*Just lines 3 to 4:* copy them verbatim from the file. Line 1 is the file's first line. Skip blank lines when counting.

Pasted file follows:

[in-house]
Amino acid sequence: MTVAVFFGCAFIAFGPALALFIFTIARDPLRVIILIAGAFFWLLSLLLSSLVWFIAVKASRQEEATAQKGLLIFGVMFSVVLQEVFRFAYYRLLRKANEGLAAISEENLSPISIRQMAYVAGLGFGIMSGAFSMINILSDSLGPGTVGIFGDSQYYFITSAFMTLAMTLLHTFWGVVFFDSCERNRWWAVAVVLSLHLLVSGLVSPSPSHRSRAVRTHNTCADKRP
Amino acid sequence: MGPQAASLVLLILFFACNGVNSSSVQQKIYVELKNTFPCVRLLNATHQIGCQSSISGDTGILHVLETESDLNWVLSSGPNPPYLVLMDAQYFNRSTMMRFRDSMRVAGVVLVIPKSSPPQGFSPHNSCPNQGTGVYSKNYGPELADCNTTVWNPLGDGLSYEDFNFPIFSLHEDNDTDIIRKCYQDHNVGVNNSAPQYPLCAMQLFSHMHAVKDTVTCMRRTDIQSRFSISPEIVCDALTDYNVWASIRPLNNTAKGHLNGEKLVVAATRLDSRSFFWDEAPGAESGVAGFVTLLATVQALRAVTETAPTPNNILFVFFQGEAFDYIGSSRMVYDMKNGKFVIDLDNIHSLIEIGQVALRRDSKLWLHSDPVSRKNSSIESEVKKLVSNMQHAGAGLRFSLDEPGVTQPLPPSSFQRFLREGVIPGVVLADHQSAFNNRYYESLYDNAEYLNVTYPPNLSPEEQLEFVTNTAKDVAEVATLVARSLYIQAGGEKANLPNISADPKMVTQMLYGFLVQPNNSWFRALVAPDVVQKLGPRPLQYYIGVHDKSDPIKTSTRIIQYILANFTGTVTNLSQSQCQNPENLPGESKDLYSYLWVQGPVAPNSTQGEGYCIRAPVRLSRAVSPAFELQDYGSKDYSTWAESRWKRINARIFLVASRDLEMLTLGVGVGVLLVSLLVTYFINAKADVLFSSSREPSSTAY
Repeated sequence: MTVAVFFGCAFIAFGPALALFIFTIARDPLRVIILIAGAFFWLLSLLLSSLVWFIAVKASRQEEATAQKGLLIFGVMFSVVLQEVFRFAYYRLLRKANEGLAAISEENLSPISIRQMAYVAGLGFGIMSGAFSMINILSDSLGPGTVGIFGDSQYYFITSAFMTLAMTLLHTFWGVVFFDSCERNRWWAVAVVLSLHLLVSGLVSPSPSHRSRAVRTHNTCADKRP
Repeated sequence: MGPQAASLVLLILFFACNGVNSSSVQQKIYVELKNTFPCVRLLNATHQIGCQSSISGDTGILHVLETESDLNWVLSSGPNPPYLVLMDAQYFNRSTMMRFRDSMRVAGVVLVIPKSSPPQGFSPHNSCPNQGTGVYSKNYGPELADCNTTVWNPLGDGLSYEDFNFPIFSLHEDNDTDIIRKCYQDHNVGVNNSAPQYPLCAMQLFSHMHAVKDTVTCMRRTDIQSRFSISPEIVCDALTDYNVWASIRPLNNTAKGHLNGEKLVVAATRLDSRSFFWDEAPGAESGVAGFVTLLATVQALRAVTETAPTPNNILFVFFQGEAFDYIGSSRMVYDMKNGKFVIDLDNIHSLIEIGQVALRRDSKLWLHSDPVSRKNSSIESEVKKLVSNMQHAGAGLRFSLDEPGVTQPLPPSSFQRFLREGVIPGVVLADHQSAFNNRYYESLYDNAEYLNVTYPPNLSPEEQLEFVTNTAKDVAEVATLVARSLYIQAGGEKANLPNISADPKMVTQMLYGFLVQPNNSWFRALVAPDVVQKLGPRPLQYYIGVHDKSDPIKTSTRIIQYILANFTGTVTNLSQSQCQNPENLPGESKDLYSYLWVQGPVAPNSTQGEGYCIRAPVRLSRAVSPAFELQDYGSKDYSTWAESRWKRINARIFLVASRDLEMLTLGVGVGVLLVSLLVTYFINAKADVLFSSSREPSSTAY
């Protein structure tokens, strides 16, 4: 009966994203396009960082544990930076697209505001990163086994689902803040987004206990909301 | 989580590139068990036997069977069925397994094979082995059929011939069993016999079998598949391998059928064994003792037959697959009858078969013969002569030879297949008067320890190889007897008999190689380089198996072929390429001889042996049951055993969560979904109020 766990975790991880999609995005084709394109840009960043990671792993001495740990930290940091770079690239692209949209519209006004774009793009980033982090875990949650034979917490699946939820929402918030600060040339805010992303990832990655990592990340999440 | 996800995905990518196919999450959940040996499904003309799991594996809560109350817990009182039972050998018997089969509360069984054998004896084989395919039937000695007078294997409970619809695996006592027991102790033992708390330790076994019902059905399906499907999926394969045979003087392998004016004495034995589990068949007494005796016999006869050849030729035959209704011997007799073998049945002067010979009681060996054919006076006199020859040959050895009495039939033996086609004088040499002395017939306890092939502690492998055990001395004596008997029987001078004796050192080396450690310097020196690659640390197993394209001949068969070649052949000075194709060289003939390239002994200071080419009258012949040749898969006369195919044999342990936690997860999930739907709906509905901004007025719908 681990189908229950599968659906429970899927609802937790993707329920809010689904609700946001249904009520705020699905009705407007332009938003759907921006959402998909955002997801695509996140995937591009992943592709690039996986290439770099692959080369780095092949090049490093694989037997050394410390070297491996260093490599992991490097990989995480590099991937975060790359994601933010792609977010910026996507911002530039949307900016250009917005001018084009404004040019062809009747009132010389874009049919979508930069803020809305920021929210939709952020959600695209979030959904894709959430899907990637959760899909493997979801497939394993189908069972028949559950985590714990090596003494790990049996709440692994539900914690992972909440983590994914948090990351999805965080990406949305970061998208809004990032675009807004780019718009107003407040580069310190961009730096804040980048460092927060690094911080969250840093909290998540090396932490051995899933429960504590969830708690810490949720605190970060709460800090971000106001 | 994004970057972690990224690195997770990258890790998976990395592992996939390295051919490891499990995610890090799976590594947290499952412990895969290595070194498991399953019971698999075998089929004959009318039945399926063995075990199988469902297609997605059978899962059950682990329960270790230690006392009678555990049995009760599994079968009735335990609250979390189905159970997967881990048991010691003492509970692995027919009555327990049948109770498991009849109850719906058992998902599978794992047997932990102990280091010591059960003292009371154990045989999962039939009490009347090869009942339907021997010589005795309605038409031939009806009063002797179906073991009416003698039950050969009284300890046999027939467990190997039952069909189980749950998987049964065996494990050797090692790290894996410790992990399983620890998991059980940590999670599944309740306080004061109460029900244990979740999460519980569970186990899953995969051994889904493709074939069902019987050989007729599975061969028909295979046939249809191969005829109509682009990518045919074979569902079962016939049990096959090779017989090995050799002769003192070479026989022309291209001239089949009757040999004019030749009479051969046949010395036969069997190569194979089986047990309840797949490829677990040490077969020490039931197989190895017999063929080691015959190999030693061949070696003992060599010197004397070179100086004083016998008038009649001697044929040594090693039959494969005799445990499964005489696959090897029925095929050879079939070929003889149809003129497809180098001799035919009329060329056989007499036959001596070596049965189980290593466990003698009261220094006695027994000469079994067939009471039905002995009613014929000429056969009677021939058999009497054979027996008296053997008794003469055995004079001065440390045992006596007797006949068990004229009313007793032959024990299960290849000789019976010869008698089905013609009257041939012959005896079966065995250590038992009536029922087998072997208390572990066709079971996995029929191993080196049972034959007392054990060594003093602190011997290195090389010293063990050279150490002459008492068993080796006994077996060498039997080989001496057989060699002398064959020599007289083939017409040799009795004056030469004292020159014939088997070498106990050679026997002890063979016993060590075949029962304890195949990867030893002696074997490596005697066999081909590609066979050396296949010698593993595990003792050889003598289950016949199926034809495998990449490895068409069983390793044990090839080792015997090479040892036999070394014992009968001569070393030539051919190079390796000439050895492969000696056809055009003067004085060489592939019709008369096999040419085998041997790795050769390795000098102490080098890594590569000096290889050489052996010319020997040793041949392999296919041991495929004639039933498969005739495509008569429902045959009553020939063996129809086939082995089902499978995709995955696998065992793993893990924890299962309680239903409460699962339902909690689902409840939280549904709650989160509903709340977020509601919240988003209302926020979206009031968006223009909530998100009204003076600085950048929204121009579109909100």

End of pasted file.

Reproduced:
Amino acid sequence: MGPQAASLVLLILFFACNGVNSSSVQQKIYVELKNTFPCVRLLNATHQIGCQSSISGDTGILHVLETESDLNWVLSSGPNPPYLVLMDAQYFNRSTMMRFRDSMRVAGVVLVIPKSSPPQGFSPHNSCPNQGTGVYSKNYGPELADCNTTVWNPLGDGLSYEDFNFPIFSLHEDNDTDIIRKCYQDHNVGVNNSAPQYPLCAMQLFSHMHAVKDTVTCMRRTDIQSRFSISPEIVCDALTDYNVWASIRPLNNTAKGHLNGEKLVVAATRLDSRSFFWDEAPGAESGVAGFVTLLATVQALRAVTETAPTPNNILFVFFQGEAFDYIGSSRMVYDMKNGKFVIDLDNIHSLIEIGQVALRRDSKLWLHSDPVSRKNSSIESEVKKLVSNMQHAGAGLRFSLDEPGVTQPLPPSSFQRFLREGVIPGVVLADHQSAFNNRYYESLYDNAEYLNVTYPPNLSPEEQLEFVTNTAKDVAEVATLVARSLYIQAGGEKANLPNISADPKMVTQMLYGFLVQPNNSWFRALVAPDVVQKLGPRPLQYYIGVHDKSDPIKTSTRIIQYILANFTGTVTNLSQSQCQNPENLPGESKDLYSYLWVQGPVAPNSTQGEGYCIRAPVRLSRAVSPAFELQDYGSKDYSTWAESRWKRINARIFLVASRDLEMLTLGVGVGVLLVSLLVTYFINAKADVLFSSSREPSSTAY
Repeated sequence: MTVAVFFGCAFIAFGPALALFIFTIARDPLRVIILIAGAFFWLLSLLLSSLVWFIAVKASRQEEATAQKGLLIFGVMFSVVLQEVFRFAYYRLLRKANEGLAAISEENLSPISIRQMAYVAGLGFGIMSGAFSMINILSDSLGPGTVGIFGDSQYYFITSAFMTLAMTLLHTFWGVVFFDSCERNRWWAVAVVLSLHLLVSGLVSPSPSHRSRAVRTHNTCADKRP